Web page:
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Bolsonaro supporter fires on police, throws grenades as election looms

Bystanders take pictures of a federal police vehicle damaged when Brazilian politician Roberto Jefferson fired at police Sunday while resisting arrest ordered by the country's Supreme Court in Comendador Levy Gasparian. (Ricardo Moraes/Reuters)
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RIO DE JANEIRO — A Brazilian former congressman and supporter of President Jair Bolsonaro fired a rifle and threw grenades at federal police officers who were attempting to take him into custody on Sunday, authorities said, wounding two and further stoking fear of violence around Sunday’s presidential election here.

Roberto Jefferson, who boasted in 2020 of a personal friendship with Bolsonaro, was under house arrest when police converged on his home in Rio de Janeiro state. Brazil’s Supreme Federal Court had ordered him detained after he broke the conditions of his confinement by attacking Justice Cármen Lúcia online, calling her a witch and a prostitute, and spreading misinformation.

After an hours-long confrontation, the former lawmaker was taken into custody Sunday evening and charged with attempted murder.

The incident came a week before the second and final round of Brazil’s bitterly contested presidential election Sunday, pitting Bolsonaro, a right-wing populist, against former president Luiz Inácio Lula da Silva, a left-wing populist. Lula has maintained a narrowing lead in head-to-head polls throughout the campaign, but Bolsonaro and some of his allies and supporters have suggested they won’t accept an election loss.

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The confrontation followed efforts by the Supreme Court to rein in the rampant disinformation flooding the internet ahead of the vote, amid rising tension between Bolsonaro and his most radical supporters on one side and the Supreme Court and top electoral court on the other.

Bolsonaro condemned Jefferson’s actions Sunday, saying in a tweet that anyone who assaults police “is a bandit,” and criticized Jefferson’s attacks on Lúcia.

But he also repudiated the court’s investigations of Jefferson, who was arrested in 2021 as part of a crackdown on misinformation and disinformation from the so-called digital militias that have allegedly attempted to undermine democracy.

Such investigations, he argued, do not have “any support in the constitution.”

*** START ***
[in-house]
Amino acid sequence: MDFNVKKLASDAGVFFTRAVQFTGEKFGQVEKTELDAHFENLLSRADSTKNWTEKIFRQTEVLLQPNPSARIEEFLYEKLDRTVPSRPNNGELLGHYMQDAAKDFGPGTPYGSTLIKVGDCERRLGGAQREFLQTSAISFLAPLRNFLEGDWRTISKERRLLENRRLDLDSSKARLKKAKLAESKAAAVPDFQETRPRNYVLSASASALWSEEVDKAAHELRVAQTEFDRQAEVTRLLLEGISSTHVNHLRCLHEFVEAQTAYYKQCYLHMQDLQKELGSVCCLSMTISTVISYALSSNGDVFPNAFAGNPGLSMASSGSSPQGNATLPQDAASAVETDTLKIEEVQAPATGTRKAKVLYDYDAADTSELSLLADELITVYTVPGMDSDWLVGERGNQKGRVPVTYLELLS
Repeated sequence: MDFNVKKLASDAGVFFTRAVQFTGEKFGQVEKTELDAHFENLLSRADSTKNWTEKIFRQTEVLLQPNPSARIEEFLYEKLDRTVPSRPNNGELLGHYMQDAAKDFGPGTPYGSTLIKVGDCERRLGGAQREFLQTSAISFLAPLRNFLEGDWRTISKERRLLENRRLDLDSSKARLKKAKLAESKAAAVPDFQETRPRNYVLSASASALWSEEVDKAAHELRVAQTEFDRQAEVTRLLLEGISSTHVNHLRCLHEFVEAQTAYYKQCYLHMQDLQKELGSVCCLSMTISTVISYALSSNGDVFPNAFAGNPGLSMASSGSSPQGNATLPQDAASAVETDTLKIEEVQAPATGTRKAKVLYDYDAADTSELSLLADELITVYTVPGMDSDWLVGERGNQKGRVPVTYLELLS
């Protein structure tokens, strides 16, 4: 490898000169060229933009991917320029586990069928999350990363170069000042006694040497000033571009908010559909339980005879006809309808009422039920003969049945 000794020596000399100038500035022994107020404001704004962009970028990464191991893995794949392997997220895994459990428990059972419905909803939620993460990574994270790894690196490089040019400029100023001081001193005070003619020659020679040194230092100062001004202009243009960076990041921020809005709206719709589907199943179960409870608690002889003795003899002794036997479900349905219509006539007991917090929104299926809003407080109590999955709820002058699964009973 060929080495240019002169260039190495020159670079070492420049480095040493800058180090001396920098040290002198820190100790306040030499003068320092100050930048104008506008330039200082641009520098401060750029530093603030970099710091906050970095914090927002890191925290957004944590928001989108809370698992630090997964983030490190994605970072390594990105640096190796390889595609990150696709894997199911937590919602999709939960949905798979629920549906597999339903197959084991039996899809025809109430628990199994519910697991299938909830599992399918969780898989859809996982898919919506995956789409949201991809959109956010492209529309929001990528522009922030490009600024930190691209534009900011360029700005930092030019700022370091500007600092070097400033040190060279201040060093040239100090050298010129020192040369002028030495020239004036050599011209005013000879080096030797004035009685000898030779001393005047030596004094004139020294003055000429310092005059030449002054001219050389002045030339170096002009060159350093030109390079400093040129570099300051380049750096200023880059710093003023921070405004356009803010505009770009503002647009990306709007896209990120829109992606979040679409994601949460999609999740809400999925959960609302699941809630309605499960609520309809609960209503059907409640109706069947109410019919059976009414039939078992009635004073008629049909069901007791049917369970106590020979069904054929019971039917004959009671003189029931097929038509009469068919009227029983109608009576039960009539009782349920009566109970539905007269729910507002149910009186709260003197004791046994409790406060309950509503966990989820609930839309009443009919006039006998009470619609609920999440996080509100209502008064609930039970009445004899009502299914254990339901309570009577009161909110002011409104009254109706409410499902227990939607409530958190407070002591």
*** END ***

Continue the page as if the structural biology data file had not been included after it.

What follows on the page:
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Electoral authorities say misinformation, disinformation and violent content online, including claims that candidates are Satanists, cannibals or alcoholics, have increased in Brazil in recent weeks. The top electoral court last week authorized the elections chief, Supreme Court Justice Alexandre de Moraes, to remove any posts that have defied takedown orders.

The electoral court has also opened an investigation into an alleged misinformation scheme on social media involving Rio city council member Carlos Bolsonaro, the president’s son, and several social media accounts linked to Bolsonaro supporters. The Bolsonaros have denied wrongdoing.

The court actions have been harshly criticized by Bolsonaro’s supporters, who have called them acts of censorship and tyranny.

He attempted to distance himself from Jefferson, telling a television interviewer “We are not friends, we have no relationship.” Opponents responded by posting several images on social media of the two men together.

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Lula, meanwhile, said Jefferson is “everything that Bolsonaro stands for.” He alluded to a spate of violent episodes in recent weeks, including the killings of two Lula supporters. Self-proclaimed Bolsonaristas allegedly killed them because of their political affiliations.

“Hate, violence and disrespect of the law,” Lula tweeted. “Roberto Jefferson is not only a criminal, he is one of the main allies of our adversary: He is the face of everything that Bolsonaro stands for.”

Lula, who has tacked to the center during the campaign, said attacks on Lúcia “cannot be accepted by anyone who respects democracy.”

“They have created a violent faction in society,” he tweeted. “A machine to destroy democratic values. This generates behavior like the one we saw today.”

As Brazil’s election day approaches, fear of violence grows

Jefferson barricaded himself in his home in the rural municipality of Comendador Levy Gasparian for eight hours, authorities said. He resisted arrest using “firearms and explosives,” they said, including a grenade that injured two officers with shrapnel, the police said. The officers were treated for minor injuries.

In a video posted to social media, Jefferson said he had fired a gun but did not intend to injure the officers. He said he would “not surrender” to “tyranny” and the “oppression” of the Supreme Court justices.

“Fight for our flag to be on top of the world so that we can put the cross of Christ on top of the world again,” he said.

Gabriella Sá Pessoa in São Paulo reported contributed to this report.